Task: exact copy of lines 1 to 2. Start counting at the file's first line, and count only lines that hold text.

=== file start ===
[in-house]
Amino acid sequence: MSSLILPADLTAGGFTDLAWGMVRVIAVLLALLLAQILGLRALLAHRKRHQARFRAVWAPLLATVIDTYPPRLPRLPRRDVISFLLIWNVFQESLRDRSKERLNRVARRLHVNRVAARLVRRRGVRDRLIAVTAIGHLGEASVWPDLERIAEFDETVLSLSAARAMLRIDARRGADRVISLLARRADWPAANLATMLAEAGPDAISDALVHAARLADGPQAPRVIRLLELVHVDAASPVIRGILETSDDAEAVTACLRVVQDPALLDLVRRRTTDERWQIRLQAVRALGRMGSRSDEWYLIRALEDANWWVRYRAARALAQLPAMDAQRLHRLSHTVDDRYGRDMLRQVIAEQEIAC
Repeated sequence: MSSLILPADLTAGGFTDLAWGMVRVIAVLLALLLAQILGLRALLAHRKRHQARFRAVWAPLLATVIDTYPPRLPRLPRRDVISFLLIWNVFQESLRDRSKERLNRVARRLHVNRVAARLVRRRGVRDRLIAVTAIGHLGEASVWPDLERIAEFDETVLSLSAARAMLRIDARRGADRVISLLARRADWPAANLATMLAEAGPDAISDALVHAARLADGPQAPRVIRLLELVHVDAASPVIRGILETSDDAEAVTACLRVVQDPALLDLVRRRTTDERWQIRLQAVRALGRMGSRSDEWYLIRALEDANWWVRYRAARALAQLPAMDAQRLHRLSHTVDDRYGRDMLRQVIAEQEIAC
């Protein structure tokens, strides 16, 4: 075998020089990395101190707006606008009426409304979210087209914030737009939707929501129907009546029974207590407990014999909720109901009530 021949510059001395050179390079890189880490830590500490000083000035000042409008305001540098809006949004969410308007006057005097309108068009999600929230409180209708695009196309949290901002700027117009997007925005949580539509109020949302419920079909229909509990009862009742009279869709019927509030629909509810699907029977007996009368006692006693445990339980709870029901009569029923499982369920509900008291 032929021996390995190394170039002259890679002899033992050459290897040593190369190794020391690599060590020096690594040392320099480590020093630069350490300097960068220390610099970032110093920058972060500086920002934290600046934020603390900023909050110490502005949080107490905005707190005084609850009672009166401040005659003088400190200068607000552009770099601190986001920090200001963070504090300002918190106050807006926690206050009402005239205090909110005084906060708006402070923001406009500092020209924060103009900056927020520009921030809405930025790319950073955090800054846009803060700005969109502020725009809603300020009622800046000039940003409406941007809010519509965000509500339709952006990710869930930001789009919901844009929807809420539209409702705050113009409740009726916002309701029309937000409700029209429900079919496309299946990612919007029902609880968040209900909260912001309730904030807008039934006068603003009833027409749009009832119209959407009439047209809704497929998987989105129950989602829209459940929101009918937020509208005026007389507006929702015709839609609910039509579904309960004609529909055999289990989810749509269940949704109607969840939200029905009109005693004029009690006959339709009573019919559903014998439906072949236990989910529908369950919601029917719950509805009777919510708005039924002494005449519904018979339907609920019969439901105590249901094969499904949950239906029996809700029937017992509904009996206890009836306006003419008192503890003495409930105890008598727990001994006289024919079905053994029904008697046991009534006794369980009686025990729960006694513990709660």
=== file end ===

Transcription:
[in-house]
Amino acid sequence: MSSLILPADLTAGGFTDLAWGMVRVIAVLLALLLAQILGLRALLAHRKRHQARFRAVWAPLLATVIDTYPPRLPRLPRRDVISFLLIWNVFQESLRDRSKERLNRVARRLHVNRVAARLVRRRGVRDRLIAVTAIGHLGEASVWPDLERIAEFDETVLSLSAARAMLRIDARRGADRVISLLARRADWPAANLATMLAEAGPDAISDALVHAARLADGPQAPRVIRLLELVHVDAASPVIRGILETSDDAEAVTACLRVVQDPALLDLVRRRTTDERWQIRLQAVRALGRMGSRSDEWYLIRALEDANWWVRYRAARALAQLPAMDAQRLHRLSHTVDDRYGRDMLRQVIAEQEIAC